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CAMP DAVIS MEN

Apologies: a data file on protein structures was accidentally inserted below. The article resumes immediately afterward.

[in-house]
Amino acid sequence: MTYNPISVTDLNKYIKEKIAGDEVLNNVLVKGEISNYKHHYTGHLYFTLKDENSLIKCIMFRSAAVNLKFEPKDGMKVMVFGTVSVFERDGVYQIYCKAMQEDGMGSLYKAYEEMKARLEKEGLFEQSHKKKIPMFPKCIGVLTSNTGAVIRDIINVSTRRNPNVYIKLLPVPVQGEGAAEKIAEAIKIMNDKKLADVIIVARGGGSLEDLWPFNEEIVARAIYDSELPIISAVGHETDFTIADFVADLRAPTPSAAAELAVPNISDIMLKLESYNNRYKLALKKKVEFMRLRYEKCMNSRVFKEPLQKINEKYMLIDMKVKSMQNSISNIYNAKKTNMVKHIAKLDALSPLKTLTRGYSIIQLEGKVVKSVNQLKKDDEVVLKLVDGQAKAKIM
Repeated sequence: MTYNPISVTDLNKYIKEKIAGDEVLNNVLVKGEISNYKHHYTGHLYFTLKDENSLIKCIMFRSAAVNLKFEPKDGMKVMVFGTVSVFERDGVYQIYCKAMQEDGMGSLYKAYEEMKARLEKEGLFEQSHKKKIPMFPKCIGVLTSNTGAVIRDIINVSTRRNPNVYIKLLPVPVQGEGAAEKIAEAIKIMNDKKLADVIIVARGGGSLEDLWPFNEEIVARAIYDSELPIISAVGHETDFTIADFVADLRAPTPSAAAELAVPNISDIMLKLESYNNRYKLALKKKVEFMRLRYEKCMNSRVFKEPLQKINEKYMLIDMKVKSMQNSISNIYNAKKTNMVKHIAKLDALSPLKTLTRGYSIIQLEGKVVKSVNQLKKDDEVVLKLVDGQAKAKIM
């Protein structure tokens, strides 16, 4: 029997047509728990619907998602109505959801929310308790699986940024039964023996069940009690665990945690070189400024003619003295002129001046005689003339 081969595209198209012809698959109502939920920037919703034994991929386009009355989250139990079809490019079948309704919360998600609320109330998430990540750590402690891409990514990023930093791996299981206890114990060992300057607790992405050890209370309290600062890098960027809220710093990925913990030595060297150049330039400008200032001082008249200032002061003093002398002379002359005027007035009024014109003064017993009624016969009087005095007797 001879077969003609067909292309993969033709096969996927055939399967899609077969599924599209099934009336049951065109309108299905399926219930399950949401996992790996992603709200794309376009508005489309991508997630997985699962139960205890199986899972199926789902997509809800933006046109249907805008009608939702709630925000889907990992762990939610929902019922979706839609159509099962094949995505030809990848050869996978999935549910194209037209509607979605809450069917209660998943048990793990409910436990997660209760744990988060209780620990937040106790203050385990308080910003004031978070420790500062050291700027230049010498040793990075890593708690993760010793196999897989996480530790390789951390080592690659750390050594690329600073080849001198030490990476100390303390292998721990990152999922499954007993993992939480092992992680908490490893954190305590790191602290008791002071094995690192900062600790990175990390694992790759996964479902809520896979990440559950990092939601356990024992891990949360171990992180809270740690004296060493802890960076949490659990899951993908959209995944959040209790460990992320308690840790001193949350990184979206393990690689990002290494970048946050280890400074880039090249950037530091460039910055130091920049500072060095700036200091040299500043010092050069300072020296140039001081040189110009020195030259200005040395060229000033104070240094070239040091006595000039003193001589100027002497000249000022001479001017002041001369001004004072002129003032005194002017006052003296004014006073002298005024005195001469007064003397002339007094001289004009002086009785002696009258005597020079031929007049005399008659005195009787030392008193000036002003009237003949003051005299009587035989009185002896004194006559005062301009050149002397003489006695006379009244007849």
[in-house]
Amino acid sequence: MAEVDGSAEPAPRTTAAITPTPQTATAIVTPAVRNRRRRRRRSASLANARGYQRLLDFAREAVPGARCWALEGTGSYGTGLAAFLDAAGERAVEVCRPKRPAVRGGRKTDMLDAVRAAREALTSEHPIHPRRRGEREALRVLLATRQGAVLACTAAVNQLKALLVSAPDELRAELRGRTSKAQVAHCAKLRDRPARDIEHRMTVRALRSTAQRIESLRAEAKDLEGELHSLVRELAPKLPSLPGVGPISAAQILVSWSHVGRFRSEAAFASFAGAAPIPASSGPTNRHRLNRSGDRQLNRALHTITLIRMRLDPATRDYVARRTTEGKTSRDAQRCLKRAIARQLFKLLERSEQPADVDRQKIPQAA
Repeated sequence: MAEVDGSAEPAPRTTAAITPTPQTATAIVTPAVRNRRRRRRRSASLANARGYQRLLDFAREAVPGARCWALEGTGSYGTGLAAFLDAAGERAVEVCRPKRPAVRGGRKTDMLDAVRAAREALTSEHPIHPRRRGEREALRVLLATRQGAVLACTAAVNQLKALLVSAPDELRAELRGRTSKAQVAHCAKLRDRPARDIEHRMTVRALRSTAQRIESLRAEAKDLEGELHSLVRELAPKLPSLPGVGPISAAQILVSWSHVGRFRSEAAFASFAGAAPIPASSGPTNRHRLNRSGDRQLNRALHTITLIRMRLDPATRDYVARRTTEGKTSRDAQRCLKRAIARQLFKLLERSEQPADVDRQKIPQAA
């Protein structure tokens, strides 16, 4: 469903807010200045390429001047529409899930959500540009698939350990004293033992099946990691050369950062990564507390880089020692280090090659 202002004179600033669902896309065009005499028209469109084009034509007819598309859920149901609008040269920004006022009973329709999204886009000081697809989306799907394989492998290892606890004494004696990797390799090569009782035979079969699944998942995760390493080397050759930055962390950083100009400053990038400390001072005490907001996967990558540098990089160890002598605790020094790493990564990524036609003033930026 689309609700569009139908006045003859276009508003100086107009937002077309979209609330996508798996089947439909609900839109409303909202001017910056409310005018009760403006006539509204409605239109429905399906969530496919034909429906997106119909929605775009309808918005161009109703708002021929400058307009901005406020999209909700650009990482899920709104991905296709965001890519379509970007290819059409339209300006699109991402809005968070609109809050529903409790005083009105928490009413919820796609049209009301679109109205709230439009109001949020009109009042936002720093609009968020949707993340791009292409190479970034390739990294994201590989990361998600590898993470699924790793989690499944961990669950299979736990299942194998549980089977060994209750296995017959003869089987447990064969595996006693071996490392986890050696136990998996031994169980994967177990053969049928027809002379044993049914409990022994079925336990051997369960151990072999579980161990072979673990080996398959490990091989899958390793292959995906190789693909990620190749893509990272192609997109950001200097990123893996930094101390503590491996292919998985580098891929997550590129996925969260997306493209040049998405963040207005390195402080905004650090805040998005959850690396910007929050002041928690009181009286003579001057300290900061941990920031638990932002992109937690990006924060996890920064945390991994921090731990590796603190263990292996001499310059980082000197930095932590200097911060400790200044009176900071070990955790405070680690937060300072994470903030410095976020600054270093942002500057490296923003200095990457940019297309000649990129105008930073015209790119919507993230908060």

TO GET AWARDS CAMP DAVIS, Aug. 8 The Legion of Merit Award will be presented to three sergeants of the Antiair craft Artillery School Friday by Brig- Gen. Bryan L. Milburn, com mandant of the school. Visitors are invited to attend the ceremony at four o’clock Friday, at the SOth Group Parade Ground on F-street between 15 and 17th streets. The reviewing is opposite Bldg 802. T-Sgt. Marshall O. Walker of Kenmore, New York, Is receiving !t,e citation for exceptionally meri torious conduct in performance of outstanding service in North Afri ca from December, 1942, to Novem mer. 1943. He maintained the sound locator equipment in his care with marked efficiency, together with having the versatlity and keen technical knowledge to adapt cap tured materiel for use as radar parts when replacements were not available. M-Sgt. Leonard C. Oliver of Glou cester, Va., will receive the award for exceptionally meritorious con duct in the performance of out standing service as technical in structor with the Coast Artillery school, Fort Monroe, Va., from Au gust. 1940, to May, 1942, and subse quent to that time performing the same duties the Antiaircraft Ar tillery School at Camp Davis. He is responsible solely, for developing the "Oliver ethod” of checking and maintaining the helium con tent of stereoscopic height finders. T-3rd Gr. Edgar J. Babin, who resided at Fort Kent, Maine, be fore his induction, also has the honor of this award for exceptional ly meritorious conduct in the per formance of outstanding service. He was technical advisor in plan ning and putting into operation im proved methods for demonstrating the Air Defense Plan to students of the Antiaircraft Artillery school. Planned by the officers of t h e department, Sgt. Babin transposed their ideas into a practical visual training aid involving the use of numerous mechanical and electric al devices, together with realistic sound effects. FUEL OIL USERS ASKED TO WAIT Fuel oil users, whose 1944-45 al lotments are found to be less than that asked, were reminded yester day by rationing officials' that ‘much less kerosene and fuel oil is available for civilian use this winter’ and those planning to ask for ration adjustments were urged to wait until October 1. The “great number” of com plaints being received about re duced fuel oil rations, officials said, is preventing the issuance of new rations, so that cooperation i asked in deferring the requests for adjustments until after October 1. The local board was instructed early by the Raleigh District OPA office to screen all applications carefully and to reduce allotments to users of space heaters to a minimum BEAT-HEAT If you’re counting the days until win ter, or wishing you were marooned atop a snow-capped mountain be cause heat rash or prickly heat are making you miserable, you’re doing it the hard way. The real way to beat the heat—right now—is to have plenty of Mexsana handy. For Mex sana, the soothing, medicated powder will help you say goodbye to so many hot weather miseries. Mexsana gives heat rash irritated skin a cooling treat. Its special base works like mil lions of tiny sponges to help absorb moisture often the cause of this itch ing discomfort. It soothes the sting of mosquito bites, protects you from chafe irritation and quickly cools the bum of sunburn. Mexsana is a 40 year favorite for helping prevent ba bies’ diaper rash, contains ingredi ents often used by spe cialists to relieve it. Yet a generous supply lof Mexsana costs little and you make even greater savings in the larger economy sizes. You and your family will enjoy the summer more when i you beat the heat with mexsana SOOTHING MEDICATED POWDER SHE SUCKS TOUR BLOOD | and leaves LIVING DEATH! ! • ; Stop her before ehe bitee ... Flit is sudden death to all niosqmtoe^Yes! Even the dread Anopheles . - . die ®*jl •art carries malaria from a «c* £ ... the mosquito you can telJ. be<*““ ■tends on its head ...» ««F 1t° Ml with Flit. I Buy an ample supply of Flit, today! ■ mu mm kills flies, *"**» ' S| 9 IT moths, bedbugs and Nf 111 I *B mosquitoes, Triple Celebration Senator E. D. "Cotton Ed’’ Smith stands before his huge three tiered birthday cake, edged with cotton bolls, as he wrapped up three celebrations into one at Lynchburg, S. C. It was his 80th birthday fete — postponed three days so he could establish a new U. S. Sen ate record of more than 35 years service. It also marked his ap proaching departure from the Washington scene. I Gladys Greer Rothstein, daugh ter of Mrs. Myrtle Greer of 308 Dawson street, now a seaman sec ond class with the Navy’s Waves, has completed her basic training and indoctrination course at the Naval Training school, Bronx, N. and has received orders to re port for duty in the Bureau of Navy Personnel, Washington, D. C. Mrs. Rothstein, whose husband. Allan M. Rothstein is in Merion Pa., was employed with the North Carolina Shipbuilding company be fore enlisting in the Waves. HOME ON FURLOUGH -I- 'n .mm . ii Staff Set. Da JSvid H. Costin of SgCamp Croft, S. MC., is expected :f9by his parents, jHMr. and Mrs. J. JHb. Costin of Le Hjland, to visit his ^'iome on a 3 , day pass. He ^has two broth ers in service, Crrt r> Costin in India, and Lewis W. Cos tin, seaman third class, in North Africa. AIR ARTILLERY Pvt. Graham C. Cashwell, 320 North Fifth street, is a member of glider « borne elements of an „. „ ery battalion of the 82nd Di vision which landed in the heart of Cotentin peninsula along with the first paratroops in the invasion of France. The unit fought first as an infantry west of Ste. Mere Eg lies and later entered further ac tion as the artillery group. ON DESTROYER ESCORT IP Mm ' Robt. J. “Bob” V Johnson, quart : : ermaster third class, has re ceived his train ing at Bain bridge, Md. and Norfolk, Va. and :|| is now serving m on a destroyer J espcort some ; where at sea. tt. • xi__— Mr. and Mrs. A. A. Johnson of Wilmington, Route 1, a graduate of New Hanover high school in 1C**2, and attended Campbell college for one year where he was studying for the ministry. A brother, Lennox A. Johnson, also is in the Navy. recruit leave William Curtis Burns, seaman second class, of Atkinson, Route 1, has completed his recruit training at the Naval Training center, Sampson, N. Y., and will be grant ed leave. Upon his return to Samp son, he will be eligible for further assignment which may qualify him for a petty officer rating. INJURED Pvt. Joseph W. Warwick, Jr., of Elizabethtown, injured jn action near Hollandia, Dutch New Gui nea, has been classified for hospi talization in the United States, al though his condition is good, and has been awarded the Purple Heart medal. Private Warwick, a mem ber of the 41st Division, has been in the Southwest Pacific area for several months. His mother, Mrs. Stella W. Warwick, lives at Eliza bethtown. ENGINEERING HEAD Master Sgt. William J. Harris, son of M. L. Harris of Wilmington, Route 1, who recently arrived in England, has been assigned the job of assistant engineering chief at an Eighth Fighter Command air field. His wife, Mrs. Daisy B. Har ris, lives at Bolivia. -V BUSINESS OUTLOOK REPORTED AS GOOD Walter J. Cartier, secretary of the chamber of commerce said yesterday that Wilmington has “good prospects for diversified in dustry after the war,” and added that the city in the post-war era “should grow industrially even though we can’t hold many of our war industries.” “I believe,” he said, “we are going to have slow development in the reconversion of plants so we may have, when all’s said and done, a rather well diversified bunch of industrial outlets, so we won’t have all our eggs in one basket, or two.” The chamber secretary disclos ed that “about 10 manufacturers are making their own surveys of Wilmington, relative to setting no district distribution centers for their products after the war. “Two or three large manufac turing organizations are looking us over with the possibility of locat ing branch plants here in the post war period.” -V William A. Leaky is a roofing contractor in Williamsburg, Va. Hmmm, Too! U. S. soldiers have named Do* ores Moran, Holllywood actress, is their “Rocket Launcher Mm-1* iccording to the Sicilian edition of he Stars and Stripes. M-l |s- the 31 symbol for jjjodel No. 1. M M m IB ^ ■, 1^1 j ^ J ] Fi i B J 1 f J B^Tj rjj j r*j ^ |v^ Shopping J Bag A WAS 49c i £ . $ Und«rfo«3 A radiatbr " CAP Chromium phonograph needles t ' I Forked In Duster jE WAS *9e ■ . Ml Phonograph Needles I WERE ' I 35c I Pot & Pan Cleaner WAS 49c H Com bln*Hon ■ dutch I OVEN ■ and 9 CASSEROLE I MIXING 8 BOWL I SET I Model K Kits I 10" Record Storage Coffee Makers WERE 9»e CASSEROLE Tea Aprons WERE J9« t HydrtuN* ' BRAKI FLUID SV •ttt” 15* nts. Stir a small • turpentine, then a desired shade is Adds Life to Roofs SAltf e.i. 73* Carbo-Kote . heavy, pitch-hase paint or protecting aU roofing aaterials except shingles. r I Light Fixtures I Reg. 2.49 1.97 ^B Chromium finish base. At BL tractivejy styled. p“j I MALLET 1 88« ^B j Plastic bead is itaost avail ■ able. Extra large handle. ! e^j-os. J “1 Reg. 69c 54° I Has spaces for service data. n Furniture I BRUSH 20e I Stiff bristle brush of line, S long-wearing quality.